Sunday, February 26, 2012

New Edition of the Latin Vulgate

For those interested in all things both Biblical and Latin, a new edition of the Vulgate is on the market. The multi-volume Vulgate Bible under the Dumbarton Oaks Medieval Library (an imprint of Harvard University Press) is in the process of completing a projected six volume edition of the Sixto-Clementine Latin bible with corresponding English text.

Keeping in mind modern marketing trends, the editors of the series have a particular slant on the Latin text. The text in question is not meant to be the Sixto-Clementine text itself, but rather a presentation of the Latin text likely used by the college at Douai where the first approved Roman bible for English speaking Catholics was produced. How valuable this text is to either Latin scholars, ecclesiastics, theologians, historians or Catholics with sufficient background in Latin is debatable, particularly if any of the listed groups are Latin purests. At various points, though not frequently (so far as I have determined) the decision was made to fabricate the Latin text the scholars at Douai used in translating the Vulgate into English. As such, one may argue the Latin text of this edition suffers. This edition has neither the textual gaffs that required a revision of the Sixto text, nor does it have the pre-Vatican II vintage of the Clementine text. Additionally, for those who desire the earliest text of the Vulgate (so far as it can be determined at this present moment), the fifth edition of Weber-Gryson is essential and without in the popular consumer market. Thus, this edition doesn't have much to offer many persons who would be interested in a text of the Vulgate or a Latin-English Bible.

The editors of the series chose a very narrow niche, although, I suspect a fair number of people will be drawn by the price point per volume, although, if you purchase all of the volumes you've easily purchased the equivalent of about two copies of the Weber-Gryson text. The text seems to have sound binding. Notably, the decision for cloth binding for the Dumbarton Oaks as opposed to the vinyl binding of Weber-Gryson assures more durability - the volumes of the Dumbarton Oaks editions will weather serious long term use. This aspect of these volumes cannot be appreciated enough. I have worn through several copies of the Weber-Gryson text. These volumes are much more durable. If you want a copy of the Latin Vulgate to pray, Dumbarton Oaks has produced an invaluable set of texts. The font is much larger in the Dumbarton Oaks volumes and I personally prefer a single column format.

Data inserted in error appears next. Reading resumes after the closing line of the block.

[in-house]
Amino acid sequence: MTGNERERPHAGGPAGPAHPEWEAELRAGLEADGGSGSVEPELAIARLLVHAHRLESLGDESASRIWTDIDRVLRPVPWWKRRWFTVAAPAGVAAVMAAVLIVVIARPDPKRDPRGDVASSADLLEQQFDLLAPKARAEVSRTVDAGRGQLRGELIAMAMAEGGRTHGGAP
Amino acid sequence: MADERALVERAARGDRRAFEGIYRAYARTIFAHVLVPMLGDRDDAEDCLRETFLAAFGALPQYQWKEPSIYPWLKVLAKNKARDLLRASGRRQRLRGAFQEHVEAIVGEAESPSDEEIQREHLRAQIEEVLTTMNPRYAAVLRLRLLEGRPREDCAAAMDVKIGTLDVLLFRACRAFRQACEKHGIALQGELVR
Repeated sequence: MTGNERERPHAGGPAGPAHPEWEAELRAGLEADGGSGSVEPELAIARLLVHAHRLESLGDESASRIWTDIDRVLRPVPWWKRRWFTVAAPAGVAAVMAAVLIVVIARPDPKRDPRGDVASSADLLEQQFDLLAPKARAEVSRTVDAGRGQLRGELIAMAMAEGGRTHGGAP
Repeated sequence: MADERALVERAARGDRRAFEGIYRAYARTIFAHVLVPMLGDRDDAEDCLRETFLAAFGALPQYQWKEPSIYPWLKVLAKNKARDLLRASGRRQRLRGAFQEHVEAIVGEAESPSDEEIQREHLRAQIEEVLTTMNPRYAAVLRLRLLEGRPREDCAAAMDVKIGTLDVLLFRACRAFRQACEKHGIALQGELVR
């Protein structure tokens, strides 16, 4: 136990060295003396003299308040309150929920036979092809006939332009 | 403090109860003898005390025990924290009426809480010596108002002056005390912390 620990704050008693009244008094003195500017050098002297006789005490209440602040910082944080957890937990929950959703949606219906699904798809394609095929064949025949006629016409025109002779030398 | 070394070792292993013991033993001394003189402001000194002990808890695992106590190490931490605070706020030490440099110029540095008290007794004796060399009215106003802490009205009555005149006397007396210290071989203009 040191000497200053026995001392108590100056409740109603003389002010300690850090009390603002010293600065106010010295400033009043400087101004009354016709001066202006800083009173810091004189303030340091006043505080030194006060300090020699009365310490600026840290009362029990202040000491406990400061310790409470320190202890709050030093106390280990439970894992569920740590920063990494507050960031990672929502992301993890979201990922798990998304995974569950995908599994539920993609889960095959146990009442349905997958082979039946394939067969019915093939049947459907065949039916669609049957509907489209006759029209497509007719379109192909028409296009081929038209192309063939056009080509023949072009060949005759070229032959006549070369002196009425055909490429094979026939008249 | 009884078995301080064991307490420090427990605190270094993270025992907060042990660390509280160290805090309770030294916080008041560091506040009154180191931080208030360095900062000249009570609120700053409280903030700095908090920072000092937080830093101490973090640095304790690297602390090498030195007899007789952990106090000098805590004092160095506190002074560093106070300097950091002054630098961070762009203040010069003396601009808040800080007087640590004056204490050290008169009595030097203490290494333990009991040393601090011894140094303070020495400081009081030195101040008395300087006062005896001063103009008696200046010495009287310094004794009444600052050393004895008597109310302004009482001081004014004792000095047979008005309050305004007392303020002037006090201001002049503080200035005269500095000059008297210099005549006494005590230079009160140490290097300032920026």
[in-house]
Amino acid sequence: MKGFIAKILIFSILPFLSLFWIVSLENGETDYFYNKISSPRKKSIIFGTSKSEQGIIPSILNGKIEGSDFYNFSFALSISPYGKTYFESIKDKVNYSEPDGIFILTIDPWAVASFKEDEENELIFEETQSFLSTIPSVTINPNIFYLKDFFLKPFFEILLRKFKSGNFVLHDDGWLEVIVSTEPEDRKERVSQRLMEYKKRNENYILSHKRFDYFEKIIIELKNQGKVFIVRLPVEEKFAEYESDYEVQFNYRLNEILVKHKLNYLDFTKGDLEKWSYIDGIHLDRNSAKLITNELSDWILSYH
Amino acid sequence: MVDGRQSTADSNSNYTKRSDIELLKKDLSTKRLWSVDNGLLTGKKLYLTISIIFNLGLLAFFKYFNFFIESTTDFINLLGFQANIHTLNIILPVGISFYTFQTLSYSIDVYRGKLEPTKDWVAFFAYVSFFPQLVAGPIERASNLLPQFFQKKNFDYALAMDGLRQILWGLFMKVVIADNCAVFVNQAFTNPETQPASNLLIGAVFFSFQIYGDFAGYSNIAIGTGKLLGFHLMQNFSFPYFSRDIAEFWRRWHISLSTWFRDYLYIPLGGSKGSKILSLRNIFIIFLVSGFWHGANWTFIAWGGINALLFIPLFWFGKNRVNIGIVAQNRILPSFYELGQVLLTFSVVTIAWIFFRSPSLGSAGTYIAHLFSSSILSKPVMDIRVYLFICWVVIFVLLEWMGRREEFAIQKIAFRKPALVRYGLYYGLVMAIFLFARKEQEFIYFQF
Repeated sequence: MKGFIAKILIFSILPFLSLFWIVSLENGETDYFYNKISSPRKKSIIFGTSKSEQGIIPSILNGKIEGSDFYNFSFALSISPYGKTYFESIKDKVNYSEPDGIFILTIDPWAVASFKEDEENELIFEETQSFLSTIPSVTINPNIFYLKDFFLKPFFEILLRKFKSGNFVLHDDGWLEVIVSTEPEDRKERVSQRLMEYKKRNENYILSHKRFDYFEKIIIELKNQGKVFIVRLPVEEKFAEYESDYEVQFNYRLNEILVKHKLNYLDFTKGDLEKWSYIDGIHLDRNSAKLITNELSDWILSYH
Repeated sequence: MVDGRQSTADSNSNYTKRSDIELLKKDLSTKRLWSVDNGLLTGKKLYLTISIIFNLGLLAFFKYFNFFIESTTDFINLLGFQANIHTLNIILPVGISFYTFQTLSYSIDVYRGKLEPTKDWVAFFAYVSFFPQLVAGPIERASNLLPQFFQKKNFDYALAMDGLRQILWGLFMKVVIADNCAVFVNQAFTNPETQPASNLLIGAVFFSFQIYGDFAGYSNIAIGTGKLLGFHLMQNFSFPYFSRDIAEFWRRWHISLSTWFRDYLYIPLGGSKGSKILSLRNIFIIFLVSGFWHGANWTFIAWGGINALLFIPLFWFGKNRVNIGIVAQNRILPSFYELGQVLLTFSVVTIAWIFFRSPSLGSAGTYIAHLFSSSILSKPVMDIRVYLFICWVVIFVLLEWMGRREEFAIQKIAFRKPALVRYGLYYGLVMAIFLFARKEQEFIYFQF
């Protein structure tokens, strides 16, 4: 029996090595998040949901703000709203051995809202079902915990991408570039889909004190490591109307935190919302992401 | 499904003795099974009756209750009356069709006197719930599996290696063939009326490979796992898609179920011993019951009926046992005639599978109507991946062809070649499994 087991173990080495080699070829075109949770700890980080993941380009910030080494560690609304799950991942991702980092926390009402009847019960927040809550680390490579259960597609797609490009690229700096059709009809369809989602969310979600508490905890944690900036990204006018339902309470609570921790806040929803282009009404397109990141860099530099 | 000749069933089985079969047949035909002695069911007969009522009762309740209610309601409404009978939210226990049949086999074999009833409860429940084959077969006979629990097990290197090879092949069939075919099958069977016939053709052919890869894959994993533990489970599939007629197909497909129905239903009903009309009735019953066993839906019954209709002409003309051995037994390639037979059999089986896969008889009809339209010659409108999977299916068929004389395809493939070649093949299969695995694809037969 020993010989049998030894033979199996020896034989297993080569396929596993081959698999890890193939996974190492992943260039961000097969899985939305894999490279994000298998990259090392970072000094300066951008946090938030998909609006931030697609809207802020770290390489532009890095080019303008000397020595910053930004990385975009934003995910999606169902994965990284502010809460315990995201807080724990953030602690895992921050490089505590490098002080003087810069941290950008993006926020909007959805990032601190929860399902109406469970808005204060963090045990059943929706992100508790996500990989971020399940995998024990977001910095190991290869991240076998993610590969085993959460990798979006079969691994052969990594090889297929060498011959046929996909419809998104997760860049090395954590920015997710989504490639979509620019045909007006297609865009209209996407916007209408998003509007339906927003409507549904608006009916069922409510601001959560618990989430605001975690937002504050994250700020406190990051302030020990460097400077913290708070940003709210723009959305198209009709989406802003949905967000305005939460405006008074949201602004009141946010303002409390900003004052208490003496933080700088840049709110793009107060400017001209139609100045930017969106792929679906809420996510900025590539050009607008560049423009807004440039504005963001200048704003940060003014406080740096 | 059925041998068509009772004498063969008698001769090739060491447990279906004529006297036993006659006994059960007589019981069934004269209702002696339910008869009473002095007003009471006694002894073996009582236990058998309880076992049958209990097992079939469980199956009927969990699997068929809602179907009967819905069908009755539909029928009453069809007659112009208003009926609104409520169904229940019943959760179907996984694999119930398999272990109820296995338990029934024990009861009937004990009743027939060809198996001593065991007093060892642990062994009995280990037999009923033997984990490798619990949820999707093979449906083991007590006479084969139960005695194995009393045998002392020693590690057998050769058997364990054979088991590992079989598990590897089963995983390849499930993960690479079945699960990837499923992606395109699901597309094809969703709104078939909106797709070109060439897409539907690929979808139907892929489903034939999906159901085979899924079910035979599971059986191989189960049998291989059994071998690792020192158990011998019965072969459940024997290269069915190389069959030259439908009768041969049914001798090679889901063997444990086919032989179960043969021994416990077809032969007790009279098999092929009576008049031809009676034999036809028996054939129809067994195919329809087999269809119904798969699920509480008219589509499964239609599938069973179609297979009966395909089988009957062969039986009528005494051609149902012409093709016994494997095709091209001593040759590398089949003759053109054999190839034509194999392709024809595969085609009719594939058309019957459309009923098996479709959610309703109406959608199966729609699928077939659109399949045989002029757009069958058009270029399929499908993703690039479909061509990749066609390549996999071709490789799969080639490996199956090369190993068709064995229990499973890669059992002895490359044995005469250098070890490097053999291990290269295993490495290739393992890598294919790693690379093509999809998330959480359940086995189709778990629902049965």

So, how do these volumes stack up? It all depends upon what one is looking for. The editorial decision to, where necessary, reconstruct the hypothetical Latin text used by the college of Douai may not pass muster with some, especially as it seems somewhat contrary to the stated mission of the series. Dumbarton Oaks seeks to provide original Latin, Old English and eventually Greek  texts with an English translation. Reconstructing a hypothetical text, however few such instances are, does not constitute presenting the original Latin text. Additionally, it seems Swift Edgar (the editor of the Vulgate in this series) has emphasized presenting the revised English of the Douay-Rheims translation with a corresponding Latin reconstruction. If the English text was to take priority, why not use the original English text? This underlines the basic problem of these Vulgate volumes. What is the philosophy behind the Vulgate volumes in the series? At the moment, it seems these volumes are suffering under two non-complimentary aims. We neither have the original English of the Douay version, nor do we have a Latin text of any pedigree. The editor notes a Latin text reasonably close to the Douay translation. Why not supply the reader with that Latin text, noting any variances or proposed reconstruction in a margin along the bottom of the page?

In the end, there is no reason to not purchase these volumes. However, there is little to argue for purchasing these volumes as opposed to or in addition to other available Latin bibles, be it the Weber-Gryson text or more recently produced editions of the Clementine Vulgate.